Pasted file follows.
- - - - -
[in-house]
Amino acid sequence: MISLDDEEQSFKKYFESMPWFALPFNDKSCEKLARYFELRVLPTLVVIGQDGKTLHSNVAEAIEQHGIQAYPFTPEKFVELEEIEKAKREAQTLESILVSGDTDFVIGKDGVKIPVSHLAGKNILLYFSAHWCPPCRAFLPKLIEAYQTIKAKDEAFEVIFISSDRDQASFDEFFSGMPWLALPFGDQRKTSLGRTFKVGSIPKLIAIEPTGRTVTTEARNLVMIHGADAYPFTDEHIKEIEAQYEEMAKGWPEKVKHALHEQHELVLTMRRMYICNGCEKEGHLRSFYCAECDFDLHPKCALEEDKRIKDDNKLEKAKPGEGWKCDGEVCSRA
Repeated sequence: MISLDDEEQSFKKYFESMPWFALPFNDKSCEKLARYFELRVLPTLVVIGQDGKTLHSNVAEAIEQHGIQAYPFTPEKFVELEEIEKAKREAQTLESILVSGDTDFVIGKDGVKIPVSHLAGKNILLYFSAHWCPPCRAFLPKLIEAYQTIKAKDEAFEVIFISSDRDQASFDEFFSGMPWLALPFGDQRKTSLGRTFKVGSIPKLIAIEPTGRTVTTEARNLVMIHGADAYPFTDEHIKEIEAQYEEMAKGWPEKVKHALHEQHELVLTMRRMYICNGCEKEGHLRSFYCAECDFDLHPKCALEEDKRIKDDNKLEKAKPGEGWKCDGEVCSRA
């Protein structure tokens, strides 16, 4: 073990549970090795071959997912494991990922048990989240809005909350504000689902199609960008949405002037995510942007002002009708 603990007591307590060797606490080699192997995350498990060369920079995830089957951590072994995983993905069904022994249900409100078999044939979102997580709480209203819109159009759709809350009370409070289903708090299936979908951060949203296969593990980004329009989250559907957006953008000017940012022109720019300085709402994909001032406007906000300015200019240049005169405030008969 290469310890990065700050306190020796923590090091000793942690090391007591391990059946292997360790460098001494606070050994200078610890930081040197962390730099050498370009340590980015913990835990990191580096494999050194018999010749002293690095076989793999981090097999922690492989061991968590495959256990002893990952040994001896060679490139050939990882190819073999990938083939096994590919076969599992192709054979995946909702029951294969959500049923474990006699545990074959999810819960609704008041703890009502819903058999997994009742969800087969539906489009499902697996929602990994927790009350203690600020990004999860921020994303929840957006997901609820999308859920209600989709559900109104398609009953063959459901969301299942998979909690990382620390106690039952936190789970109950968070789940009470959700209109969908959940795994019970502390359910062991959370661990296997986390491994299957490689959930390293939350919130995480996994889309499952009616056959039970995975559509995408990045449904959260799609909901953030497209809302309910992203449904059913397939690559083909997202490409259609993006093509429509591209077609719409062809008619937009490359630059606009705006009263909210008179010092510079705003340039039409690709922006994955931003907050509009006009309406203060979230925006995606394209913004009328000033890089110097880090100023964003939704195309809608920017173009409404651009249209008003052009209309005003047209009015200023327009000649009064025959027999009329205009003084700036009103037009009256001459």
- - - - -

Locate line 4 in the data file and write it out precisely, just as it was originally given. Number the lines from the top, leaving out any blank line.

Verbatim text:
């Protein structure tokens, strides 16, 4: 073990549970090795071959997912494991990922048990989240809005909350504000689902199609960008949405002037995510942007002002009708 603990007591307590060797606490080699192997995350498990060369920079995830089957951590072994995983993905069904022994249900409100078999044939979102997580709480209203819109159009759709809350009370409070289903708090299936979908951060949203296969593990980004329009989250559907957006953008000017940012022109720019300085709402994909001032406007906000300015200019240049005169405030008969 290469310890990065700050306190020796923590090091000793942690090391007591391990059946292997360790460098001494606070050994200078610890930081040197962390730099050498370009340590980015913990835990990191580096494999050194018999010749002293690095076989793999981090097999922690492989061991968590495959256990002893990952040994001896060679490139050939990882190819073999990938083939096994590919076969599992192709054979995946909702029951294969959500049923474990006699545990074959999810819960609704008041703890009502819903058999997994009742969800087969539906489009499902697996929602990994927790009350203690600020990004999860921020994303929840957006997901609820999308859920209600989709559900109104398609009953063959459901969301299942998979909690990382620390106690039952936190789970109950968070789940009470959700209109969908959940795994019970502390359910062991959370661990296997986390491994299957490689959930390293939350919130995480996994889309499952009616056959039970995975559509995408990045449904959260799609909901953030497209809302309910992203449904059913397939690559083909997202490409259609993006093509429509591209077609719409062809008619937009490359630059606009705006009263909210008179010092510079705003340039039409690709922006994955931003907050509009006009309406203060979230925006995606394209913004009328000033890089110097880090100023964003939704195309809608920017173009409404651009249209008003052009209309005003047209009015200023327009000649009064025959027999009329205009003084700036009103037009009256001459």